“The limitations of documentary photography became apparent with the completion of the Women and Work exhibition. The photographers assumed a ‘window on the world’ through the camera and failed to question the notion of reality rooted in appearances. The photographs were positive and promoted self-recognition but could not expose the complex social and economic realities within which women’s subordination is maintained. We began to juxtapose our naturalistic photographs with media images to point to the contradictions between women’s experience and how it is represented in the media. We wanted to raise the question of class, so much obscured in the representation of women’s experience as universal.” (1)
2. Who’s Holding the Baby (1978)
The second major Hackney Flashers exhibition was more sophisticated in its thinking and style. A designer and an illustrator had joined the group; the collective experimented at workshops and studied the work of John Heartfield when producing montages. These were used alongside a series of photographs documenting Market Nursery in Hackney. The lightweight, laminated panels were ideal for use in non-gallery settings and, as well as the photographs, included colour illustrations and montages. Its first showing was at Centreprise Community Centre in Kingsland Road, Hackney:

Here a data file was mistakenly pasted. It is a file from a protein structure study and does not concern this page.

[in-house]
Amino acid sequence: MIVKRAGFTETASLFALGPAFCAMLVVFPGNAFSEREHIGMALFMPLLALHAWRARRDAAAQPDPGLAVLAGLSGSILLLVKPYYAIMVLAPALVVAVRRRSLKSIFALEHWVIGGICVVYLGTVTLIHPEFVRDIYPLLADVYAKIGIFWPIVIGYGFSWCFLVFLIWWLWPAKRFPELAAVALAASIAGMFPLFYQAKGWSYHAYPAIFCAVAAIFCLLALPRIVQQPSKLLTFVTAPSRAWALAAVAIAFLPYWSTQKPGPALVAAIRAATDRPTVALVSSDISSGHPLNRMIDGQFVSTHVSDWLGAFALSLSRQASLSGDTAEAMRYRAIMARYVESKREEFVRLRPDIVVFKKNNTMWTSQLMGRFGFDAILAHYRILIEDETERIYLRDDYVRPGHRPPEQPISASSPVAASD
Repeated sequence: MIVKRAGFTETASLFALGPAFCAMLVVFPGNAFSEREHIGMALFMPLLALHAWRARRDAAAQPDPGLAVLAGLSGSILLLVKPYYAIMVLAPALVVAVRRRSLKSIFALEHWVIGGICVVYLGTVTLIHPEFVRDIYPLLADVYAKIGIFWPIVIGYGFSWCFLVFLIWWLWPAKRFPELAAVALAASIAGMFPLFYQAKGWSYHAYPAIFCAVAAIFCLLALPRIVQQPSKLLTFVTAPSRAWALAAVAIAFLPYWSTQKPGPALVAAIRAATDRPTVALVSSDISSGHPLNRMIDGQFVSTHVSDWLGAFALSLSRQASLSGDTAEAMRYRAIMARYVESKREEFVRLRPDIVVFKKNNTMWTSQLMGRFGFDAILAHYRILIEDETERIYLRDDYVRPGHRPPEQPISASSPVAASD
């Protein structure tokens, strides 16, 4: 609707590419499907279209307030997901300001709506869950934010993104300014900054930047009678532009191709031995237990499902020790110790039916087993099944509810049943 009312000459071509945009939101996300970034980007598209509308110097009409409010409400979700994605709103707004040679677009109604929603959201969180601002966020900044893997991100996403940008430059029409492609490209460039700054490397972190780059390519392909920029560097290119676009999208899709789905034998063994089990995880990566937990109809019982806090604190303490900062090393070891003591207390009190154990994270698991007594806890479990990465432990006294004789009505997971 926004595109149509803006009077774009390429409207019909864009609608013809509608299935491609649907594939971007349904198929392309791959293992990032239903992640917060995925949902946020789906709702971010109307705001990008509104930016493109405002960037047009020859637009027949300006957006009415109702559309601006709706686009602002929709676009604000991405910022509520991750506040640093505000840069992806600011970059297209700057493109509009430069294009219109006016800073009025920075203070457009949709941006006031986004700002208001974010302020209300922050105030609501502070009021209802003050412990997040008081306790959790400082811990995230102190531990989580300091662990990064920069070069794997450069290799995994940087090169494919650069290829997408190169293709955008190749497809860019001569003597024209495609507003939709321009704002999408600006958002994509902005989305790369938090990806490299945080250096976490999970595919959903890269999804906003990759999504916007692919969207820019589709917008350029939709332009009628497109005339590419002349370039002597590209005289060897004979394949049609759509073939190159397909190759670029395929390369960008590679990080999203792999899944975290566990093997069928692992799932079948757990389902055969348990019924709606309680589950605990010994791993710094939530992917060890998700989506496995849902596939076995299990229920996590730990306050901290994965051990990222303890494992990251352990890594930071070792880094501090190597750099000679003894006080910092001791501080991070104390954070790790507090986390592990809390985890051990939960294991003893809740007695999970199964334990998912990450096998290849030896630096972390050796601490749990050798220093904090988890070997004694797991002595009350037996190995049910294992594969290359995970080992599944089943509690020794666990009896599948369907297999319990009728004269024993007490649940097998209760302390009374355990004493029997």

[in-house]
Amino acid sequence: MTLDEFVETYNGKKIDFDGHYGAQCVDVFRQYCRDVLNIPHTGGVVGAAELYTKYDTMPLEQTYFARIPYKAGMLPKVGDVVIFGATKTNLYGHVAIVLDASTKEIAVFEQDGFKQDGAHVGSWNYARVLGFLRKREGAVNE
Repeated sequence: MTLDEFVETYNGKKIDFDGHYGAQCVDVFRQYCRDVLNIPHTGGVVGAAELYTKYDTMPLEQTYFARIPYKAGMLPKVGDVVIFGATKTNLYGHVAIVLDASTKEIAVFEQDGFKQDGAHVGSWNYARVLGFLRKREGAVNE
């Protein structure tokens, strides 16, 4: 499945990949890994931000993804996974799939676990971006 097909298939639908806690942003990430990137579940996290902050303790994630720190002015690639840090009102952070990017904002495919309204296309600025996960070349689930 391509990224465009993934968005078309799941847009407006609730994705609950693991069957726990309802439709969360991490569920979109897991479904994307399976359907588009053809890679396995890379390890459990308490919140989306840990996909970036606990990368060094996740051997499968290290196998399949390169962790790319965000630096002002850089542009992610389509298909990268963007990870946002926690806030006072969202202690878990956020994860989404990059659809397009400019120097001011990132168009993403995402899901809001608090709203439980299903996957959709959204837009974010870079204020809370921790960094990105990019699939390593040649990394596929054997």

“According to Liz Heron, a later member of the collective, the exhibition was intended as an ideological analysis of motherhood and childcare, showing the mutually reinforcing effects of class and women’s oppression, rather than a straightforward documentation of women’s lives.” (3)
For example, the poster Who’s Still Holding the Baby? took the form of montage made up of illicit direct action, cartoons, collage, graphics, photographs and texts:
“This image was entirely constructed and had nothing to do with documentary photography. We graffitied the wall late one night then photographed it. A photograph of a mother and children was laid underneath the hole cut in the print of the wall. Then a banner headline was added. Thus the link could be made between the WHY of struggles for childcare facilities, and the HOW.” (2)
The exhibition toured the country and was included in ‘Three Perspectives on Photography’, at the Hayward Gallery in 1979. (Apparently there was some controversy about this? Tell me about it if you know!)